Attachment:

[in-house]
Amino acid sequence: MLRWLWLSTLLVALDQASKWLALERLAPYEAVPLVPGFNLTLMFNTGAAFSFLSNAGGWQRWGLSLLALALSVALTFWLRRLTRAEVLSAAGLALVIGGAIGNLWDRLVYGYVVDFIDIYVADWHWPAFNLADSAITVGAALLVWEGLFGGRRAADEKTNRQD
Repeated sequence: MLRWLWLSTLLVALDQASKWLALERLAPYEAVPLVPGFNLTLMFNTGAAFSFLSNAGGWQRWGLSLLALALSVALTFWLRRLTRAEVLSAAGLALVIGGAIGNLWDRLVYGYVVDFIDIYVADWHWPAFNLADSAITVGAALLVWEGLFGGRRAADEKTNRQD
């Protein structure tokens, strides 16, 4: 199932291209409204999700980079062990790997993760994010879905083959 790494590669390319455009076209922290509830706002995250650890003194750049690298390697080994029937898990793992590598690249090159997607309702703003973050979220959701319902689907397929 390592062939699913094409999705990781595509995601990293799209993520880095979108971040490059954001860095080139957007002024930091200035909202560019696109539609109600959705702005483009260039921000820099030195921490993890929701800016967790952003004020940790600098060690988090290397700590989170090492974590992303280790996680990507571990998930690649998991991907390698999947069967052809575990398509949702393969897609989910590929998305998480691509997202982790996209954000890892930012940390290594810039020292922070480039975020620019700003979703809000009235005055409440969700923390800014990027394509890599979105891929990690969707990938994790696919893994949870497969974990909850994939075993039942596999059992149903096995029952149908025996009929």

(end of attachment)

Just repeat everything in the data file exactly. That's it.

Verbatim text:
[in-house]
Amino acid sequence: MLRWLWLSTLLVALDQASKWLALERLAPYEAVPLVPGFNLTLMFNTGAAFSFLSNAGGWQRWGLSLLALALSVALTFWLRRLTRAEVLSAAGLALVIGGAIGNLWDRLVYGYVVDFIDIYVADWHWPAFNLADSAITVGAALLVWEGLFGGRRAADEKTNRQD
Repeated sequence: MLRWLWLSTLLVALDQASKWLALERLAPYEAVPLVPGFNLTLMFNTGAAFSFLSNAGGWQRWGLSLLALALSVALTFWLRRLTRAEVLSAAGLALVIGGAIGNLWDRLVYGYVVDFIDIYVADWHWPAFNLADSAITVGAALLVWEGLFGGRRAADEKTNRQD
């Protein structure tokens, strides 16, 4: 199932291209409204999700980079062990790997993760994010879905083959 790494590669390319455009076209922290509830706002995250650890003194750049690298390697080994029937898990793992590598690249090159997607309702703003973050979220959701319902689907397929 390592062939699913094409999705990781595509995601990293799209993520880095979108971040490059954001860095080139957007002024930091200035909202560019696109539609109600959705702005483009260039921000820099030195921490993890929701800016967790952003004020940790600098060690988090290397700590989170090492974590992303280790996680990507571990998930690649998991991907390698999947069967052809575990398509949702393969897609989910590929998305998480691509997202982790996209954000890892930012940390290594810039020292922070480039975020620019700003979703809000009235005055409440969700923390800014990027394509890599979105891929990690969707990938994790696919893994949870497969974990909850994939075993039942596999059992149903096995029952149908025996009929």